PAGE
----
Artificial Intelligence in Quality Assurance: A Manufacturer’s Perspective

Why Is AI Needed for Quality Assurance?

Quality Assurance (QA) professionals deal with vast sums of data stemming from various manufacturing operations and customer complaints. Even with a Quality Management System (QMS) software solution, it is very time-consuming for QA teams to capture and document data, ensure complete traceability, and log product errors. Much of the challenge stems from the fact that legacy quality data are siloed.

As manufacturers increasingly introduce smart devices to their operations, these data become even more difficult to analyze. Artificial Intelligence (AI) integrated into quality assurance workflows can streamline the process of identifying and logging product errors, while providing predictive analytics. The greatest appeal of AI adoption across industries is the promise of automation, and the QA space is no different. Not only can AI-based QMS software identify and report product failures more efficiently than humans, but its application also frees up labor resources. That way, human workers can spend more time on more high-priority tasks within the facility.

Applications of AI in Quality Assurance

This section explores some of AI's most impactful applications in the quality assurance process. Some of these AI applications are still in development by vendors, while others are used sparingly across the manufacturing sector.

Advanced Analytics

A key benefit of AI in QA is its ability to make sense of the huge amounts of data that QMS solutions already collect. Machine Learning (ML) and Deep Learning (DL) models draw meaningful insight into historical product defects so that QA teams can prevent future failures.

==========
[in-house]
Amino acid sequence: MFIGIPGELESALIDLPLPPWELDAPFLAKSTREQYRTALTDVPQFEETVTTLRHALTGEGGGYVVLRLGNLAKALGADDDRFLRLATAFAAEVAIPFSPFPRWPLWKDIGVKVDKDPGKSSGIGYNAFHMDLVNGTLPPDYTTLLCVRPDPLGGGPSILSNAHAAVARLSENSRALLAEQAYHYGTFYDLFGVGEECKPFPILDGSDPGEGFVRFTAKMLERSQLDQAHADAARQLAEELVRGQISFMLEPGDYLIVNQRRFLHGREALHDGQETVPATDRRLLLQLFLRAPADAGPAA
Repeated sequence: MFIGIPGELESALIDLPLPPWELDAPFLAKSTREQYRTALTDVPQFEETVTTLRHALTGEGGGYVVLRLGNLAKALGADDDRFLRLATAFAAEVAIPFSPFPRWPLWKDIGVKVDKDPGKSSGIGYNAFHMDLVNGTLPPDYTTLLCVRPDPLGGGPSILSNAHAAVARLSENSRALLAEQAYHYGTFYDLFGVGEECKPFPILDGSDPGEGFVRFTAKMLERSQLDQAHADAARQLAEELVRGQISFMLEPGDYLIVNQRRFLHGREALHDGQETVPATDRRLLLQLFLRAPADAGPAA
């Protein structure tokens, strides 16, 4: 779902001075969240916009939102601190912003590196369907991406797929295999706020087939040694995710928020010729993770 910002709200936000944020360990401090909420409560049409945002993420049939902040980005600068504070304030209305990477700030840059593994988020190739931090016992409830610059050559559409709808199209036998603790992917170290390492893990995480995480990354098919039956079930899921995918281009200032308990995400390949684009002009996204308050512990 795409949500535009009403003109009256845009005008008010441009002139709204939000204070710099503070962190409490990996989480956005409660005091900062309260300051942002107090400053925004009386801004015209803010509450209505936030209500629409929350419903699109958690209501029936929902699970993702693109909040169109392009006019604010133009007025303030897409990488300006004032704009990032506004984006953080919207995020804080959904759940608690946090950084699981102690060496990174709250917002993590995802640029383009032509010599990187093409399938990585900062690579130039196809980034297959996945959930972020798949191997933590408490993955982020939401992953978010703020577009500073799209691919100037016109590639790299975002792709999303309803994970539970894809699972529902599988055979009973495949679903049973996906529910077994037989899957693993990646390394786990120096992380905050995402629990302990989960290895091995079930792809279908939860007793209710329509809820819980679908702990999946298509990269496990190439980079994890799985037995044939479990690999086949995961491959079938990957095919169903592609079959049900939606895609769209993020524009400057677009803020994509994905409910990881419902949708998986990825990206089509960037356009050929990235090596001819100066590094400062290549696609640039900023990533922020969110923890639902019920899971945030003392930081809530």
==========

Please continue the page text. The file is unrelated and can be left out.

Risk Management

Drawing upon inspections, audit results, and past customer criticisms, AI identifies risk patterns and provides corrective steps for QA professionals.

Root Cause Analysis

AI automates the Root Cause Analysis (RCA) process by contextualizing real-time and historical data on product defects. This AI application significantly accelerates the time it takes for QA teams to accurately identify the root cause of a quality issue.

Employee Training

AI can accurately map training modules to specific job functions to ensure rapid onboarding and knowledge sharing. Moreover, Large Language Models (LLMs) like ChatGPT can quickly answer employee questions regarding quality assurance best practices.

Automated Logging/Data Entry

The manual logging/data entry and categorizing of customer complaints can be replaced with AI. This automated approach eliminates bias when categorizing complaints and enables QA teams to resolve quality issues promptly.

FMEA Authoring and Streamlining

Using past product data and Failure Mode and Effects Analysis (FMEA) documents, generative AI can automatically create new documents for similar products. The generative AI application learns and improves the more it is used.  

Challenges with AI in Quality Assurance

As beneficial as AI is in quality assurance, several challenges are still associated with its operation and implementation. Here are some of those challenges.

Determining What Works

A main challenge of deploying AI into QA processes is the lack of clarity on how to reach the end goal. While manufacturers know what outcomes they want with AI-based quality management, getting there is not straightforward. There are all too many business cases of AI deployment that cause more hassle than they’re worth.

Recent survey results show that only 33% of quality management professionals are willing to be early adopters of technologies. As technology solution providers continue testing what works, the uncertainty should dissipate, and QA teams will be more likely to adopt AI applications.